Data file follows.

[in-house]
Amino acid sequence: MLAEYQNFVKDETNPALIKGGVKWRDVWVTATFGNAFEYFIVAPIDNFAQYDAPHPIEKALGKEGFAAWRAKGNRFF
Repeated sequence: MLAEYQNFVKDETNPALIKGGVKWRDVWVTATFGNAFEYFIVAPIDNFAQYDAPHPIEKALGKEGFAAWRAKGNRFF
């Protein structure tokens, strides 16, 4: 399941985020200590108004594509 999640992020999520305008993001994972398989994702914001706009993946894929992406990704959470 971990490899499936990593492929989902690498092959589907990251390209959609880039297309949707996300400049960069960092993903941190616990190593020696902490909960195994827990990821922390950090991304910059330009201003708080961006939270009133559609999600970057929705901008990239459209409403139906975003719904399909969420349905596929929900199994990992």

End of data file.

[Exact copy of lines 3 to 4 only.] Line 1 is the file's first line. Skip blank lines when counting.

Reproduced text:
Repeated sequence: MLAEYQNFVKDETNPALIKGGVKWRDVWVTATFGNAFEYFIVAPIDNFAQYDAPHPIEKALGKEGFAAWRAKGNRFF
């Protein structure tokens, strides 16, 4: 399941985020200590108004594509 999640992020999520305008993001994972398989994702914001706009993946894929992406990704959470 971990490899499936990593492929989902690498092959589907990251390209959609880039297309949707996300400049960069960092993903941190616990190593020696902490909960195994827990990821922390950090991304910059330009201003708080961006939270009133559609999600970057929705901008990239459209409403139906975003719904399909969420349905596929929900199994990992």